ISSN 1911-2173


Megalopsidiinae Leng 1920:

Eichelbaum 1915
  Figure 1.8.1 Megalopinus caelatus Gravenhorst, dorsal habitus.    


Megalopinus is immediately recognizable by its distinct habitus, bulging eyes occupying most of the lateral head margin, orange elytral markings, and clubbed antennae (Fig.1.8.1). They are somewhat similar to Steninae but with antennae inserted in front of a line drawn at the anterior margin of the eyes (Fig.1.8.1).


These beetles appear to be microhabitat specialists, living under dead logs with fungal growth (Leschen and Newton 2003). As they feign death and drop to the ground after disturbance (Leschen and Newton 2003), they are probably best collected by sifting fungusy debris under logs. Specimens have also been collected from pan traps near forest and hand-collected from fungus.             Two species of this mostly tropical genus occur in the southeastern and south-central United States and reach their known northern limit in Indiana. However, they are very rarely encountered and they may eventually be found elsewhere in ECAS.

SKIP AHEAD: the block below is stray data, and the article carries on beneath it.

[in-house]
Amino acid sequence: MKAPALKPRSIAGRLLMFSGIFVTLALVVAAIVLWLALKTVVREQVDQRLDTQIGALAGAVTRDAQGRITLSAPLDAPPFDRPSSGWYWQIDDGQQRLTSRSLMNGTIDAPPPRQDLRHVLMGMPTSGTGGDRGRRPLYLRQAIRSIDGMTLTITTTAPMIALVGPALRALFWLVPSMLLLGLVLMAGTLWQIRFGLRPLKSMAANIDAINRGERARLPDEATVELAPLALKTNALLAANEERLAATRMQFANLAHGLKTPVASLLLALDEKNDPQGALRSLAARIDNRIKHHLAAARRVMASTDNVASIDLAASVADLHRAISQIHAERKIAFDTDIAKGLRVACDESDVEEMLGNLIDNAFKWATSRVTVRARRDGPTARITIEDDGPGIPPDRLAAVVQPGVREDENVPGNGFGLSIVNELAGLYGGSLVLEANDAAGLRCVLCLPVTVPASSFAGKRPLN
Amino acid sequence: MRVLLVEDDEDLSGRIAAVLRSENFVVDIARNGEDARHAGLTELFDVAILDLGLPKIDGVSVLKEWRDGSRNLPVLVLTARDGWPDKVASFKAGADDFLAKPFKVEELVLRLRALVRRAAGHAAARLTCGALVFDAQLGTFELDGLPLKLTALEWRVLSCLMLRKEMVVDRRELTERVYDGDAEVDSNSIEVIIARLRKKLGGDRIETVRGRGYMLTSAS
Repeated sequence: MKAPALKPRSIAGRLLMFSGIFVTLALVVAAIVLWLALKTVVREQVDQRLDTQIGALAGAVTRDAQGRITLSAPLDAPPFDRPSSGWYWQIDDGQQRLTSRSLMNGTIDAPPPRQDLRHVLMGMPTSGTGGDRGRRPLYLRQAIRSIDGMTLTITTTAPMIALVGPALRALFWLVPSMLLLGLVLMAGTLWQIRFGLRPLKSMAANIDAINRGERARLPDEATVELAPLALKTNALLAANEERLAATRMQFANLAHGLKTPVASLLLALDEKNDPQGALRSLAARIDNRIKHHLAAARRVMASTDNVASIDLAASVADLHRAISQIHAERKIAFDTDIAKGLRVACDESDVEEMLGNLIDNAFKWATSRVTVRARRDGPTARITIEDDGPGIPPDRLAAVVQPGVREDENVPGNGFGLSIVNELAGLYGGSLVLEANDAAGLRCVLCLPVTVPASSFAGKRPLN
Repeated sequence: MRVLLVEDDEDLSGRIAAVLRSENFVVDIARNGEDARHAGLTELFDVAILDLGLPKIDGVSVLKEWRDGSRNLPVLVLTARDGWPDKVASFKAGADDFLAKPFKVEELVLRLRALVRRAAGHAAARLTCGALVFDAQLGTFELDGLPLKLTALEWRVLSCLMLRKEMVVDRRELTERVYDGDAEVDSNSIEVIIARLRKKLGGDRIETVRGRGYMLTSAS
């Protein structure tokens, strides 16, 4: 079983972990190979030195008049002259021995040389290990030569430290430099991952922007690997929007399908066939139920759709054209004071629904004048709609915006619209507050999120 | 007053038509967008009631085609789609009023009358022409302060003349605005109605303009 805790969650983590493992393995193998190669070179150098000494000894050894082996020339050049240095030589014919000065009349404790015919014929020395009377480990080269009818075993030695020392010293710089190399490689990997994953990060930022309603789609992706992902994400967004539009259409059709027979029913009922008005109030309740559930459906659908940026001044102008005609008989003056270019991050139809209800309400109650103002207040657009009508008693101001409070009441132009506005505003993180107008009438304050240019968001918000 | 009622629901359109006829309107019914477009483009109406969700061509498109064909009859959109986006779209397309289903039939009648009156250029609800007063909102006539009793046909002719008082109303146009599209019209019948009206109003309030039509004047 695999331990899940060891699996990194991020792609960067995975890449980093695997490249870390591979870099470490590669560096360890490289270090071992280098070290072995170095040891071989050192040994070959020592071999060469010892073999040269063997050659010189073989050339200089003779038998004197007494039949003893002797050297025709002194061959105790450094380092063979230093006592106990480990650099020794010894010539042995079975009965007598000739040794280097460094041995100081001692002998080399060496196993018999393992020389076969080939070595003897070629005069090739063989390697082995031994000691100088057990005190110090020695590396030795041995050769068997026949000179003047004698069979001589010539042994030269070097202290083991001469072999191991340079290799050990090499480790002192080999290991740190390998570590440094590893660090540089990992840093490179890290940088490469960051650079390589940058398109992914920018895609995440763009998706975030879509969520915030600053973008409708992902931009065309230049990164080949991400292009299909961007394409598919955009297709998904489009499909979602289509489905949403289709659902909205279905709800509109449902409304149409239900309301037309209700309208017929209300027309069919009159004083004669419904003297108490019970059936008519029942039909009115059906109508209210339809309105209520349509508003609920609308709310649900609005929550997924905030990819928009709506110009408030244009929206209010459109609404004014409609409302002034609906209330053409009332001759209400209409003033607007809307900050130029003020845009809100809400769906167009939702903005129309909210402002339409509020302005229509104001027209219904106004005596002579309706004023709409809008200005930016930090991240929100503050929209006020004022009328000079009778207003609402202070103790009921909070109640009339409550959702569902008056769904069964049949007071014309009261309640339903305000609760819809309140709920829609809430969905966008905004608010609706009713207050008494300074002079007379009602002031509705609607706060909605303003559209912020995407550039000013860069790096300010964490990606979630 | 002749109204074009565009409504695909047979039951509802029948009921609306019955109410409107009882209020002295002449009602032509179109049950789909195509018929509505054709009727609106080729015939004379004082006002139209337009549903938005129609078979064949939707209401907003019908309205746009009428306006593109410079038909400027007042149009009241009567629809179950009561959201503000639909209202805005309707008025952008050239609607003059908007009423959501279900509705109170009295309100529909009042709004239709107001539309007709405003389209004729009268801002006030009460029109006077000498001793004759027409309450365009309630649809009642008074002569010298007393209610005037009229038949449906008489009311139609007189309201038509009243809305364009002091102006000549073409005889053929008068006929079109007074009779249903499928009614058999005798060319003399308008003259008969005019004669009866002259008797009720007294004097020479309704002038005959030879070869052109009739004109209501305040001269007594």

Individuals of Megalopinus caelatus Gravenhorst have been observed feeding on larval Diptera in the laboratory, slowly locating and capturing their prey during the day (Leschen and Newton 2003). They likely hunt invertebrates associated with fungus growing on the undersides of logs.